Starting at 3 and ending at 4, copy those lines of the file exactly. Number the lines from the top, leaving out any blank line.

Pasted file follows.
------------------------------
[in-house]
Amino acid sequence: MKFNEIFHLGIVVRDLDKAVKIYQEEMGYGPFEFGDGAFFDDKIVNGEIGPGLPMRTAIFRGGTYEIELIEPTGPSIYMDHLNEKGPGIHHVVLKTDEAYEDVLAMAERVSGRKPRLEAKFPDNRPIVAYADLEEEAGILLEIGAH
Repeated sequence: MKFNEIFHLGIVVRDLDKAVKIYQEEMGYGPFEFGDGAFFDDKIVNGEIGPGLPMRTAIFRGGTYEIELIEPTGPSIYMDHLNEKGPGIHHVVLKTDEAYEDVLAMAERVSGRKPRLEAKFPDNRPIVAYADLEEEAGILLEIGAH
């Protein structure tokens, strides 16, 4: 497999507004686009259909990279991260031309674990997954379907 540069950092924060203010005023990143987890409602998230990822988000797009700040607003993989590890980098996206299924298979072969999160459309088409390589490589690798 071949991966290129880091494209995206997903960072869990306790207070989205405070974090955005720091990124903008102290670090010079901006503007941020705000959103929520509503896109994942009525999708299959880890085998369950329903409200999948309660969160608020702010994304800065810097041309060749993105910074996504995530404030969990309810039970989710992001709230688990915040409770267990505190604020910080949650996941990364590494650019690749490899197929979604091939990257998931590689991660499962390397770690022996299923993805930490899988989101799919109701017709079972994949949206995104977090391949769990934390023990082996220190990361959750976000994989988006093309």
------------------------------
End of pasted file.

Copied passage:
Repeated sequence: MKFNEIFHLGIVVRDLDKAVKIYQEEMGYGPFEFGDGAFFDDKIVNGEIGPGLPMRTAIFRGGTYEIELIEPTGPSIYMDHLNEKGPGIHHVVLKTDEAYEDVLAMAERVSGRKPRLEAKFPDNRPIVAYADLEEEAGILLEIGAH
């Protein structure tokens, strides 16, 4: 497999507004686009259909990279991260031309674990997954379907 540069950092924060203010005023990143987890409602998230990822988000797009700040607003993989590890980098996206299924298979072969999160459309088409390589490589690798 071949991966290129880091494209995206997903960072869990306790207070989205405070974090955005720091990124903008102290670090010079901006503007941020705000959103929520509503896109994942009525999708299959880890085998369950329903409200999948309660969160608020702010994304800065810097041309060749993105910074996504995530404030969990309810039970989710992001709230688990915040409770267990505190604020910080949650996941990364590494650019690749490899197929979604091939990257998931590689991660499962390397770690022996299923993805930490899988989101799919109701017709079972994949949206995104977090391949769990934390023990082996220190990361959750976000994989988006093309």